It's also interesting to see the different political cultures from every place even when sometimes you need some aspirins after the discussions.
But the most important thing was that even when we didn't know each other the atmosphere of respect and cooperation was amazing. Anyway we think that it would be good to understand that there's no one model of border camp or at least we think that as a wrong thing. We felt sometimes that the people associate in a very strong way the border camp with lot of spectacular actions and if this doesn't happen they feel like betrayed. We are talking about border camp as a tool, a tool that has to fit into the different political situation of every place. Some European companeros didn't know or didn't understand the political situation in Spain; this situation asked us to put much more energy in the political construction than in the actions. We propose a multiplicity of models what it means that there is not ONE model and every border camp should be a new political experimentation.

-Camping Vs mass protest-Do you see a connection between the anti-globalization protest this summer in Gothemburg, Barcelona, Genoa and the bordercamps, especially the one in Tarifa?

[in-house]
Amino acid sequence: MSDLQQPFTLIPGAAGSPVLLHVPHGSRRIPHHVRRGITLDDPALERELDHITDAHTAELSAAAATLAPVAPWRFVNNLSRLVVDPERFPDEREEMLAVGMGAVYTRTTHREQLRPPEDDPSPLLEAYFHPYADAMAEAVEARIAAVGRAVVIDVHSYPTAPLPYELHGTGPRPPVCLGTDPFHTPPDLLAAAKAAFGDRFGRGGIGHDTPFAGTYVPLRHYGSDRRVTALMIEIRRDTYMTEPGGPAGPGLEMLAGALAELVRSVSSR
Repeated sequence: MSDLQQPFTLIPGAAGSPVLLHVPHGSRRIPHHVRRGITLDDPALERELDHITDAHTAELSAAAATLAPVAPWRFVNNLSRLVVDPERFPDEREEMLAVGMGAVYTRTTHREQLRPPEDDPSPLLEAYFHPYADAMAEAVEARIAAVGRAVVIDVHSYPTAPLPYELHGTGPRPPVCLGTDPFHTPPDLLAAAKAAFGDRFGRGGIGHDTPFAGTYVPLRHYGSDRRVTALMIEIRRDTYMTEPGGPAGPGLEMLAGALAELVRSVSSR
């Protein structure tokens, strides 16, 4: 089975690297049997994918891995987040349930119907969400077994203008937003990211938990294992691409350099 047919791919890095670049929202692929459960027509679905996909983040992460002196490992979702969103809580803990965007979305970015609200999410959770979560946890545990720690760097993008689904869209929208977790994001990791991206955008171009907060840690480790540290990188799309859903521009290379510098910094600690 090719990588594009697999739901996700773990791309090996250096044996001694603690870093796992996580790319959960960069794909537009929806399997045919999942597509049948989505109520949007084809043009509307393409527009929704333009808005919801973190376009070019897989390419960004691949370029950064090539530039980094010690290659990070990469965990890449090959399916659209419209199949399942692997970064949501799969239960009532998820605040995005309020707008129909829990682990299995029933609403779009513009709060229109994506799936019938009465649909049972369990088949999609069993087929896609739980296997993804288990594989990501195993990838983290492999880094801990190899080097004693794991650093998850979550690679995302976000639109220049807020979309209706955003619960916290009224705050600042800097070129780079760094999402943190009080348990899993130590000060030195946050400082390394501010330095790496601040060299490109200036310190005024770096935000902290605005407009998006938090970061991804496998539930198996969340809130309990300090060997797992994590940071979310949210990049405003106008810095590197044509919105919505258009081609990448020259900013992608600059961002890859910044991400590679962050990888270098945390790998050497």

Yes, we would say that these are different parts of the same fight.
Let's think it more as complementary things. Anyway, we think that the dialectic relation with Capital structures is something that we have to keep in tactical terms, not strategical.
The strategy has to be asymetrical. We need to build our own spaces, žsmooth spacesÓ using a deleuzian term. We need to develop a countre-pouvoir, something that is not the opposite of the capital, but something new, different. We need to build our political machines in our own terms and not in the terms of capital.
Tactically, sometimes we turn this countre-pouvoir into a doble-pouvoir, we go to stretched places like Genova or Gothenburg and we transform these production machines into war machines. But that is something that we have to keep in a tactical perspective and be very careful of not falling into a dialectical term with the capitalist power structures.
We think that the struggle we have to fight depends on our own capacity to develop our political machines, and the mass protests are just a tactical tool of this development. To check how these machines are working and to increase their political production, to develop their potential, we don't need to go always to the capital places, we need to find our own, and maybe the bordercamps are a much better places to improve these machines.